2014 Vol. 34 (2): 188-192 [Abstract] ( 526 ) HTML (1 KB)  PDF (3742 KB)  ( 939 )
193 A comparison of live traps and pitfall traps for monitoring the diversity of ground - dwelling small mammals in forests
YAGN Xifu, XIE Wenhua, TAO Shuanglun, LI Junnian, XIAO Zhishu
Small mammals are among the most important indicators used for monitoring wildlife diversity Live traps and pitfall traps are common methods used to investigate community and population dynamics of ground - dwelling small mammals. However,it is poorly explored which trapping method is more efficient to evaluate diversity patterns of ground -dwelling small mammals. We compared the advantages,limitations and applications of live traps and pitfall traps based on species richness,community diversity and body mass of ground - dwelling small mammals in forest ecosystems. During August and September of 2012,we monitored ground - dwelling small mammals using live traps and pitfall traps in the Banruosi forest in the Dujiangyan City,Southwest China. We found that species composition biodiversity patterns and body mass of small mammals varied greatly between live traps and pitfall traps,though species richness was quite similar between them. In addition,species composition,species diversity indices and evenness indices for small mammals were lower using live traps than using pitfall traps,but the dominance indices and body masses were higher using live traps than using pitfall traps. Our study indicates that live traps can capture more rodents with larger body mass,while pitfall traps are more efficient for monitoring insectivores and rodents with smaller body mass. Live traps had a relatively higher cost and also required bait during trapping compared to non - bait pitfall traps. Since most of the trapped animals are dead using pitfall traps,live traps are better to monitor community and population dynamics of small rodents. We also recommend that both live traps and pitfall traps should be used simultaneously to monitor the whole diversity patterns of ground-dwelling small mammals.
2014 Vol. 34 (2): 193-199 [Abstract] ( 505 ) HTML (1 KB)  PDF (294 KB)  ( 1201 )
200 A new record of Anourosorex squamipes in Jiangxi Province with a discussion of its geographical range
WANG Yumei, LIU Zexin, ZHANG Wenjie, KONG Lingming, Masaharu Motokawa, Masashi Harada, WU Yi, LI Yuchun
We collected three male individuals of Chinese mole shrew (Anourosorex squamipes) from Suichuan County, Jiangxi Province,in our field survey in August 2013,and this is the first time this species has been recorded in Jiangxi Province. The external and skull measurements are as follows:body weight 15.8 - 21.6 g,total length 107.0 -125.0 mm,head and body length 95.0 - 112.0 mm,tail length 12.0 -13.0 mm,front foot length 10.5 -11.1mm, hind foot length 13.5 - 15.7 mm,greatest length of skull 24.74 - 25.83 mm,median palatal length 11.27 -11.98 mm,basion-staphylion 10.82 -11.33 mm,postpalatal depth 5.51 -5.65 mm,rostrum length 3.55 - 3.70 mm,interorbital breadth 6.28 - 6.62 mm,greatest breath of braincase 13. 53 - 13.96 mm,length of upper toothrow 10.97 -11.94 mm,mandibular length 16.13 -17.63 mm,oral height of the vertical ramus 6.87 -7.17 mm. The dental formula is This new record of A. squamipes in Jiangxi Province greatly expands the eastern line of the historical distribution of this species in mainland China,the authors imply that the historical distribution of A. squamipes was greatly underestimated due to limitations of field survey data,and A. squamipes may occur in middle elevation areas in southern mainland China.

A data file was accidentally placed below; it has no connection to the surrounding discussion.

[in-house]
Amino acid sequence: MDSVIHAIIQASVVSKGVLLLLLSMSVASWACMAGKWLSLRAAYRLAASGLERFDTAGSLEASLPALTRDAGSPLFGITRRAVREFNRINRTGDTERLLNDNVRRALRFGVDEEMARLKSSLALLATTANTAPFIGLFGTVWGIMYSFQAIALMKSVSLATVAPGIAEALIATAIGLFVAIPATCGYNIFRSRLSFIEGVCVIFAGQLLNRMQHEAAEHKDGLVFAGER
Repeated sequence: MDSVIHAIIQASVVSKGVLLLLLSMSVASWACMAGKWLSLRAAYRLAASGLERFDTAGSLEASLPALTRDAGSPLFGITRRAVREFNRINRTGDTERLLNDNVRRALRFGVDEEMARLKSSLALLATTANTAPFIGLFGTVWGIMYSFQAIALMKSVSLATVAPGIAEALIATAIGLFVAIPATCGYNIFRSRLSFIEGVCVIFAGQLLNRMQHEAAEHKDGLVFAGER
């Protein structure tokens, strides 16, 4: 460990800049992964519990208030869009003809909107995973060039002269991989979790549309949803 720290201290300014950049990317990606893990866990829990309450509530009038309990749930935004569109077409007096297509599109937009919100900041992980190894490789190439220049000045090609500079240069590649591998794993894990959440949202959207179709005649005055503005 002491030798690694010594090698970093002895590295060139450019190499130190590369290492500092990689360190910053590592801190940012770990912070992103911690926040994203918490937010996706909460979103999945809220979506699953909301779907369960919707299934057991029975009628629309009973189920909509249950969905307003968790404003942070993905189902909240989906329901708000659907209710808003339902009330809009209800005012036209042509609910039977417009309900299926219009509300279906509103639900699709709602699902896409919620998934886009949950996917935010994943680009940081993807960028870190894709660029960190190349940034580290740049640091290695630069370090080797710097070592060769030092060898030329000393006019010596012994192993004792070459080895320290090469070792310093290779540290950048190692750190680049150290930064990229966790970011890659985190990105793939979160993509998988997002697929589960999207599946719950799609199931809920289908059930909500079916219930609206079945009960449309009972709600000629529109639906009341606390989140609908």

2014 Vol. 34 (2): 200-204 [Abstract] ( 691 ) HTML (1 KB)  PDF (7260 KB)  ( 385 )
205 An SEM observation of the microvascular casts of the lungs of a subadult female leopard (Panthera pardus)in captivity
XIE Mingren, YU Wen, ZHANG Lu, YU Farong
The present study was conducted to investigate the microvascular structures of a case of subadult female leopard (Panthera pardus)that had died from wound in captivity,by using the microvascular casting method to provide useful information and evidence to the study of respiratory physiology in animals. The results observed through the scanning electron microscope (SEM)indicated that the arterioles of the lung and pleura are formed by the ramification of small arteries (0.3 -1.0 mm diameter),pre-capillary arterioles (11 - 15 μm diameter),and capillaries (4.5 - 7.0 μm diameter). There are extensive connections in capillarity networks of blood vessels,including bridge connections between adjacent alveoli holes that form the irregular alveolar-capillary network. Our findings suggest that the dense and stereo capillary network is an important feature of the lung microvasculature in snow leopard,and is similar to those in human,mouse,rabbit,yak, sheep,Sichuan snub-nosed monkey and bactrian camel,but different from those in birds,reptiles,and amphibians.
2014 Vol. 34 (2): 205-208 [Abstract] ( 480 ) HTML (1 KB)  PDF (5628 KB)  ( 612 )
Copyright © Editorial Board of ACTA Theriologica Sinica
Tel: +86-971-6143617 Fax: +86-971-6143282 E-mail: slxb@nwipb.cas.cn